Is My Child Support Order Modifiable?

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Are you wondering if your child support order is modifiable?
Meaning, do you have to file a motion to get it modified? Or can you and your ex just agree on modifying the amount? Hi, I’m Marie Drake of The Drake Law Firm, and today, I’m going to talk to you about modifying child support.

First, I’m going to talk to you about how child support is calculated in Colorado. And the way it’s calculated is the court takes the party’s gross income, each party’s gross income, plus the number of overnights that the child or children spend with each parent. And whether or not there’s any other expenses, such as health insurance premiums paid by one parent for the children or day care paid by another parent for the children.

You might be wondering what it means to modify child support, what is a child support modification? Well, in short, what it means is that if you are paying Tommy’s mother $1000 a month in child support, and you get a big fat raise and double your income, that modification needs to  happen because the child support amount of the statute will have changed more than 10%, meaning more than $100, 10% of $1000. That’s a modification.

The next thing I’m going talk about is the magic language needed for a child support modification. And that magic language is is there a substantial and continuing change going on that increases the expenses or decreases the expenses regarding the child or children? For example, if little Tommy needs counseling and that’s going to be an extra $250 a month, will that cause the calculation to go up more than 10%? If so, and your ex isn’t cooperating and getting little Tommy counseling, you might have to file a motion to modify in order for the court to agree to that change in the amount.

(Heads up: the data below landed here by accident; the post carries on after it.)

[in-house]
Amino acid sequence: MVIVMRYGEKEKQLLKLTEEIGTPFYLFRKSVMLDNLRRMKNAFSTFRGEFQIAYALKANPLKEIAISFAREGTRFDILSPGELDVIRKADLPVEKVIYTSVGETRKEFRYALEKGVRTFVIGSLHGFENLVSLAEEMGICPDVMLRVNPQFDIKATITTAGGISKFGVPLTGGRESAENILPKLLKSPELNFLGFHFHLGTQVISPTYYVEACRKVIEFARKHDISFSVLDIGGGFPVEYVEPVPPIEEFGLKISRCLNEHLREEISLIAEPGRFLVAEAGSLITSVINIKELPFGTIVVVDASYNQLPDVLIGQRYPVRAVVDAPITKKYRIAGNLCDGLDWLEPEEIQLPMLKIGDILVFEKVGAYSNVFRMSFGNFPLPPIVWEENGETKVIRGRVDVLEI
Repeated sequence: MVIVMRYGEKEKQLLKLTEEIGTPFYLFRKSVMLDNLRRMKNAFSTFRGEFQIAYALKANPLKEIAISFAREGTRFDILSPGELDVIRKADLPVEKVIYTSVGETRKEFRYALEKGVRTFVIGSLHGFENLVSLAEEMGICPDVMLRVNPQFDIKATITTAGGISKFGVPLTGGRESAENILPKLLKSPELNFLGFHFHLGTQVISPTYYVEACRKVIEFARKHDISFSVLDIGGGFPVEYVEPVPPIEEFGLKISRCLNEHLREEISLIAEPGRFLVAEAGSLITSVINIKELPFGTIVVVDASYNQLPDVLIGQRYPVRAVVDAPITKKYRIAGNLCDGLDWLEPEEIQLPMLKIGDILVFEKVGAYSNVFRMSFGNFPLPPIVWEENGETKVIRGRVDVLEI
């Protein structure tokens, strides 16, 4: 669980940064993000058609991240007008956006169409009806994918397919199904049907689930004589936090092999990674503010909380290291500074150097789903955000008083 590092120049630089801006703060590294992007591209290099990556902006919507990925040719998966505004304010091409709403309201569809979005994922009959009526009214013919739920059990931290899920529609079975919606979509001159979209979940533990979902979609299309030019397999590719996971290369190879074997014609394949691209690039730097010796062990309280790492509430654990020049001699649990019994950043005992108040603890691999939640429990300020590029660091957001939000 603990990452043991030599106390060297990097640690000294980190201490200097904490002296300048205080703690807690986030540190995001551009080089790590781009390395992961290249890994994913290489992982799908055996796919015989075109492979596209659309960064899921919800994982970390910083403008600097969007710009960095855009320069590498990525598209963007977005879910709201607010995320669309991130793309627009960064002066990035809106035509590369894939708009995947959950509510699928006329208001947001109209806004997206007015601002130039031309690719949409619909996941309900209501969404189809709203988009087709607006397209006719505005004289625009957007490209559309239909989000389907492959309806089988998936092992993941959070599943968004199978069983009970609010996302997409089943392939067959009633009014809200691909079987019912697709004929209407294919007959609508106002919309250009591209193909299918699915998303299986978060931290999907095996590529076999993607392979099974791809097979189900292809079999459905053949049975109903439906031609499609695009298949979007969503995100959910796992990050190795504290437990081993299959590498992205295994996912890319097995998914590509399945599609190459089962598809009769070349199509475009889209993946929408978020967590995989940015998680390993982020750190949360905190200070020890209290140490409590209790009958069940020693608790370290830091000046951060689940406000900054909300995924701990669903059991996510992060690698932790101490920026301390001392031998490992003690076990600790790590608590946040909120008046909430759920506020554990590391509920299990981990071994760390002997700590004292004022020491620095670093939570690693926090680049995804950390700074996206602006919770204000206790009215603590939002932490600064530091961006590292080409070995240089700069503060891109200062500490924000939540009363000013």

Now, how long will it take to modify child support?

Well, that depends. If you two don’t agree to modify it, then you’ll have to file a motion and your ex will get 21 days to respond. And then if it’s necessary, you can reply to that response within 7 days, and then the court will decide as long as they have the appropriate information in front  of them. And what that means is the appropriate financial information proving that there needs to be this modification. But you can dispense with all of that if you two simply agree to the modification. If you agree to the modification, then you can just file what’s called a stipulation, an agreement to modify the child support, send it into the court, and the court invariably approves it.

If you have any questions at all regarding child support and modifying child support, give us a call here at The Drake Law Firm. We’re happy to answer your questions.

And remember, you don’t have to use the attorney that you initially used in your divorce.

You can call someone new and we’re standing by if you’d like to call us.

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